S. Balakrishnan

PPPs-short for public-private partnerships. Many in decision-making positions in Government believe it's the magic solution to the inefficiencies of Government institutions in infrastructure – power, roads, ports, airports, etc.

‘We just don't have money for the huge investments', is a common refrain. Fair enough. Finding it in the budget is impossible. A different model is needed. Hence PPPs.

In between, the performing arms of Government have been quietly forgotten. These are the ‘mahanavaratnas', ‘navaratnas' and ‘mininavaratnas' in the public sector. Organisations such as BHEL, NTPC, SAIL, GAIL, ONGC – it can go on. Unbelievably, one could even add some State Government-owned companies such as GSFC and GNFC in Gujarat and TNPL in Tamil Nadu. And who makes the best cars in India? Maruti, started as an entirely Government entity.

So it's not axiomatic that Government ownership causes inefficiency. Public sector managers are as competent as those in private sector. In fact, one's guess is it's more – compare the scale of investment and technology in processes and products and the average private sector company is nowhere near.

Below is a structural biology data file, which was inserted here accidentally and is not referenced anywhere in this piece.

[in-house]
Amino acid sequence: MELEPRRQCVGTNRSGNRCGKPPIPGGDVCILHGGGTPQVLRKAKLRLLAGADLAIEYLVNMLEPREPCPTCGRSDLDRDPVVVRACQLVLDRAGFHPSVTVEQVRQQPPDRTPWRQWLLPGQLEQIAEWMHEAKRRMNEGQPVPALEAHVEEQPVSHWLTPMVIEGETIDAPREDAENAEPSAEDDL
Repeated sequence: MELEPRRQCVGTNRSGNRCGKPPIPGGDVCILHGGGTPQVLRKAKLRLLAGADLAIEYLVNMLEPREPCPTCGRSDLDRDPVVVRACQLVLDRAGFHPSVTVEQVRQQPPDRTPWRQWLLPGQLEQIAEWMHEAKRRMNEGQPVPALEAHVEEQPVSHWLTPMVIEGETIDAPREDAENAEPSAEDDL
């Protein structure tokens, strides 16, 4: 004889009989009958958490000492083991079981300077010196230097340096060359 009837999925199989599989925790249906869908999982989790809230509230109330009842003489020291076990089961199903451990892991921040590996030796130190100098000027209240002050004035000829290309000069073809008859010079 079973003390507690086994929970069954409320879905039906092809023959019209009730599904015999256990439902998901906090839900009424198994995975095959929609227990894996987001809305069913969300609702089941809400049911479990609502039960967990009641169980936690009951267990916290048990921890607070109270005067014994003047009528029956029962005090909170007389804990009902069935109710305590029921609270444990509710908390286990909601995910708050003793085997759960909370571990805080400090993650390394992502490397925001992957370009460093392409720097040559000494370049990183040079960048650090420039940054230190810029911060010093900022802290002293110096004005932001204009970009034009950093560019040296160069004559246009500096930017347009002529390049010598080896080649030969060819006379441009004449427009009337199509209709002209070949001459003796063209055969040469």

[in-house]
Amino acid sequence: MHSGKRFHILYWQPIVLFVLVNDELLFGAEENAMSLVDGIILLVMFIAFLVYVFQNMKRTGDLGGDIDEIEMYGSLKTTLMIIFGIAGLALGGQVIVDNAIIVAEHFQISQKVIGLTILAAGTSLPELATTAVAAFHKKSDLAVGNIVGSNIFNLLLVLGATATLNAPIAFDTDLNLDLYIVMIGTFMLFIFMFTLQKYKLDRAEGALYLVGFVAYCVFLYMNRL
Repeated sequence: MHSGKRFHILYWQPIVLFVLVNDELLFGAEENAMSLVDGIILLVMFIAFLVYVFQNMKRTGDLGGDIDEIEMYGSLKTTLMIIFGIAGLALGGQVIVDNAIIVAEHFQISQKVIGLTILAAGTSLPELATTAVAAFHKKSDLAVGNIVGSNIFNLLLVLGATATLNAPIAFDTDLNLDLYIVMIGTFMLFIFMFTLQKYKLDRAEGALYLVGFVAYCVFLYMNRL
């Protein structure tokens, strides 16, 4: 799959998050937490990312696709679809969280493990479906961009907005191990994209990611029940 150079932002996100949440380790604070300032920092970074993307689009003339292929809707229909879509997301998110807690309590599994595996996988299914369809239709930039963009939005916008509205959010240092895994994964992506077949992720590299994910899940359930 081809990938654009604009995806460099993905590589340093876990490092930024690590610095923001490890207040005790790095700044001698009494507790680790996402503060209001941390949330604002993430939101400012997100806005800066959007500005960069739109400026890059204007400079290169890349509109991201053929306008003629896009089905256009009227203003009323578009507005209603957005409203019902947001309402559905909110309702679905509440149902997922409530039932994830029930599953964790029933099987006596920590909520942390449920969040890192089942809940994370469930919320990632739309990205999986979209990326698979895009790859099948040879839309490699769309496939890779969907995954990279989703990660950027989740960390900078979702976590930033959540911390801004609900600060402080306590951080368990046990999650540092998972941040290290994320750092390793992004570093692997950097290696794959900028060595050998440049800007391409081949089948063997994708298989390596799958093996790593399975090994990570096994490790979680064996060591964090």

Take the power sector. Even the unbundling of generation and transmission in electricity boards hasn't made much difference to their operating performance, capacity additions and viability. Free and subsidised power are the culprits.

Is PPP the solution? The only difference - and it's a major one - is that State Governments, in whose domain power falls, must featherbed the tariffs of private power producers, who will not invest without returns in the high teens and upwards. Even the advantage of the lower cost of electricity board power generation is gone. So the burden on the fisc only increases.

Myth

Private sector investment is also a myth. Even a cursory analysis of every private sector power project financing would prove most of the debt funding is from public sector banks and equity is from the market. What we seem to be paying for is the ‘managerial' expertise of a businessmen with the right connections who is ‘packaging' a project that can be done more cheaply in the public sector.

The same arguments apply to PPPs in roads and airports. In every case, Government and the public are paying prices and returns way above what's justified for costs and risks. (The climax is surely ‘airport user charges' to fund promoters' equity! One wonders why the paying passengers shouldn't be given those shares).

PPP - short for ‘arbitraging the system for risk-free profits'?

(This article was published in the Business Line print edition dated August 18, 2010)
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